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Phytotoxic effects of essential oil from Eucalyptus cinerea and its physiological mechanisms

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1 Faculty of Sciences of Bizerta, 7021 Jarzouna, Tunisia

2 National Institute for Research in Rural Engineering, Water and Forests Street Hédi Elkarray, Elmanzeh ІV, BP 10, Ariana 2080, Tunisia


Abstract-In this study, we investigated the chemical composition of volatile oil of Eucalyptus cinerea and its allelopathic effects on germination, seedling growth, chlorophyll content, net photosynthetic rate, transpiration and stomatal conductance of Sinapis arvensis, Erica vesicaria, Scorpiurus muricatus, Triticum durum, Vicia faba and Phaseolus vulgaris. Dose-response studies were conducted under laboratory and field conditions. Germination, seedling growth and net photosynthetic rates were greatly affected by E.cinerea essential oil. The reduction increased with increasing of essential oil concentration. Relative to the control, greatest reduction in net photosynthetic rate were observed at highest concentrations. The trend for transpiration in response to E.cinerea essential oil was similar to that exhibited by net photosynthetic rate except that the effects were greater in magnitude as compared to leaf photosynthesis.Stomatal conductance followed patterns similar to those observed for transpiration and leaf photosynthesis, however the effects were more apparent suggesting that closure of stomata might be an important factor for the decreases in photosynthesis and transpiration in this study. The test plants responded differently to eucalypt oil exhibiting a differential species-specificity. Indeed, the weeds were affected more strongly than the crops. The results indicated that E.cinerea essential oil could inhibit the growth and many physiological processes of tested species. Thus, E.cinerea possesses weed-suppressing abilities. Hence, these could be a base for developing natural herbicides.


Keywords: Allelopathy, Seedling growth, Net photosynthetic rate, Transpiration, Stomatal conductance.


1. Introduction

Negative impacts of the continuous use of synthetic herbicides have consequences on human health and environment, and lead to increasing herbicidal resistance in many weed species (Vyvyan, 2002; Batish et al., 2004). Therefore, efforts to develop alternative means of weed control, which are not only eco-friendly, but also cost effective and bioefficaceous are needed (Duke et al., 2002). Allelopathy offers potentially selective biological weed management through the production and release of allelochemicals from leaves, flowers, seeds, stems, and roots of living or decomposing plant materials (Weston, 1996). Allelopathy can describe any direct or indirect effect of plant chemical compounds on another plant or microbe by allelochemicals released through leaching from leaves or through volatile emissions (Weir, 2004). Earlier studies have documented that volatile oils and their constituents are potent seed germination inhibitors and retard plant growth (Muller et al., 1964; Barney et al., 2005; Batish et al., 2006; Ens et al., 2009). Kohli et al. (1998) reported that the volatile oil from lemon-scented eucalypt (E.citriodora Hook) and Tasmanian blue gum inhibits the germination and early seedling growth of Parthenium hysterophorus L. and pointed that these could be used for weed management. The phytotoxicity of some allelochemicals is attributed to their ability changing the normal metabolic processes in other plant, including respiration, photosynthesis, xylem element flux, membrane permeability, cell division and development, protein synthesis and enzyme activity alteration (Zeng et al., 2008). Especially, the allelochemicals could directly inhibit the PSII activity, interrupt dark respiration and ATP synthesis and induce ROS-mediated oxidant damage to other plants (Weir et al., 2004). The volatile organic compounds also affect the biosynthesis pathway of secondary metabolites or specific steps of monoterpene metabolism (Santoro et al., 2011), inhibit photosynthesis and trigger the synthesis of reactive oxygen species (ROS) to disrupt the subcellular structure in chlorella vulgaris (Qjan et al., 2009). Volatile oil from Artemisia ordosica inhibits the growth and photosynthetic activity of Palmellococcus miniatus through the combined effects of components in volatile oil (Yang et al., 2012). Kaur et al. (2010) observed that the application of Artemisia oils on 6-week-old weed plants caused losses in chlorophyll concentrations in the leaves and injuries, ranging from chlorosis to necrosis. Singh et al. (2002) also found reduction in chlorophyll content of mature C.occidentalis and E.cruss-galli plants sprayed with eucalypt oils. Based on these reports, it is opined that since volatile of E.cinerea is phytotoxic to weeds, it should be explored for bioherbicidal activity. Thus,the present study aims to investigate the herbicidal activity of E.cinerea volatile oil in terms of effect on plant growth, and impacts on metabolic process such as chlorophyll content, photosynthesis, respiratory activity and stomatal conductance.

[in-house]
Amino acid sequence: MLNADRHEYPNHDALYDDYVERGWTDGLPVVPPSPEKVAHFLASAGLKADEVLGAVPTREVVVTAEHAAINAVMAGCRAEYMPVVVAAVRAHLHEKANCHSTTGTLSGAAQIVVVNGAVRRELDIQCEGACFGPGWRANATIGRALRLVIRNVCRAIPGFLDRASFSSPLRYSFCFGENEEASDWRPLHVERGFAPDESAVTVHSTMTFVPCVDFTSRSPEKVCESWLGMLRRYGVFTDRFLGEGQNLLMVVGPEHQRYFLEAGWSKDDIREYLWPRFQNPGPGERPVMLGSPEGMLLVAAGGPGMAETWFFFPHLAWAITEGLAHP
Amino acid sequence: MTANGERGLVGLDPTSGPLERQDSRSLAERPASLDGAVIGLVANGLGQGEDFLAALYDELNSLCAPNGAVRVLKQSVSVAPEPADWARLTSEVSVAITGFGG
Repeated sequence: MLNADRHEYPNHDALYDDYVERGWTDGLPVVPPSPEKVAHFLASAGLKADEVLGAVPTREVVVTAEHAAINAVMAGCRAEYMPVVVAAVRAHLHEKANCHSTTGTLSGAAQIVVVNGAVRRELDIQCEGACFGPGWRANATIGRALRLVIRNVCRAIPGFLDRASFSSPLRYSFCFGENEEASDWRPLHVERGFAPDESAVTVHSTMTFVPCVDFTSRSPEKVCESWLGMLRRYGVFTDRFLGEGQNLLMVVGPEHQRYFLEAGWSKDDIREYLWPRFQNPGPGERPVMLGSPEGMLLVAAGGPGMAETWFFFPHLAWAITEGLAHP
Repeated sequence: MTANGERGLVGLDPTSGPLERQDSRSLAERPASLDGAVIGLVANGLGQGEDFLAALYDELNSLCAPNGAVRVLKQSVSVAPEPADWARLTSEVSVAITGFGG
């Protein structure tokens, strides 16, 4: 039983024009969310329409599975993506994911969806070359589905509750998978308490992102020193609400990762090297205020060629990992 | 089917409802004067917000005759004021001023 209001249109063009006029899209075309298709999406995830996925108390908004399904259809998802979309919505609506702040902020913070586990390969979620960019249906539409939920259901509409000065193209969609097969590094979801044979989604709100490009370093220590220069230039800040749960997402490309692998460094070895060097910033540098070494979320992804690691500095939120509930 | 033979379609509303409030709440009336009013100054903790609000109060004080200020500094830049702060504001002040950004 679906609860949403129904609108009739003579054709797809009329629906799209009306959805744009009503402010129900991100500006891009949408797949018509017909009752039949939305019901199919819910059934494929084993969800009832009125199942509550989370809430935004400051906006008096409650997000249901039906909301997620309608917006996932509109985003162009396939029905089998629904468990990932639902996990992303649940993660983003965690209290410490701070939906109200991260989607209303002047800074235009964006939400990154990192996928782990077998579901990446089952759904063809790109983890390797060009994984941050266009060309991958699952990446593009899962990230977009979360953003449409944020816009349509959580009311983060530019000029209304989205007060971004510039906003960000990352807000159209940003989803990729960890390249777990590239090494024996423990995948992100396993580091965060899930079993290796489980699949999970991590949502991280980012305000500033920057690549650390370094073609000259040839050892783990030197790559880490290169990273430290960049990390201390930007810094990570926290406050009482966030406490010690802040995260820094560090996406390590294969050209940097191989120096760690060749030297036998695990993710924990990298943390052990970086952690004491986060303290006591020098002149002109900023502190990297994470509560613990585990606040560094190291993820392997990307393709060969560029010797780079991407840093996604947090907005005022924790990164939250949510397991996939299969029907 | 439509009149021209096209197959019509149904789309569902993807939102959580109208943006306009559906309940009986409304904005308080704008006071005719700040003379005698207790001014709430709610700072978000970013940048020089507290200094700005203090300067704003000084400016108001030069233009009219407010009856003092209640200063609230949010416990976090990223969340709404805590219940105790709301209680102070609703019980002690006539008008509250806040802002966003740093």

2. Materials and methods

2.1. Extraction of essential oil from E.cinerea

Plant material

Leaves were collected in April 2011 from E.cinerea trees acclimated in Souiniet arboreta (located in Ain Draham, north of Tunisia). The essential oils were extracted by hydrodistillation of 100g of boorishly crushed leaves for 4h, using a standard apparatus recommended by the European Pharmacopeia. Hydrodistillations were performed in triplicate. The yield in essential oil was expressed in % (v/w) of the dry material (Elaissi et al., 2010).

Chemical characterization of the oil

The chemical composition of the extracted essential oil was determined by gas chromatography-mass spectroscopy (GC-MS) (Elaissi et al., 2010).

GC Analysis: GC Analysis was carried out with a Hewlett-Packard 6890 apparatus equipped with FID and an intermediately polar Supelco SPB-20 cap. Column (30m×0.32 mm i.d., film thikness 0.25 µm).The oven temp. was programmed isothermal at 35°C for 1 min, rising from 35 to 250°C at 5°/min, and then held isothermal at 250°C for 3 min; injector temp., 250°C; detector temp., 280°C; carrier gas, N2 (1.2 ml/min). The injected volume was 1 µl (10% essential oil in purified hexane). The relative concentration was calculated using the software HP Chemstation, which allowed assimilating the percentages of the various constituents. Retention indices (RI) were determined rel. to the retention times (tR) of a series of n-alkanes (C9-C28) (Elaissi et al., 2010).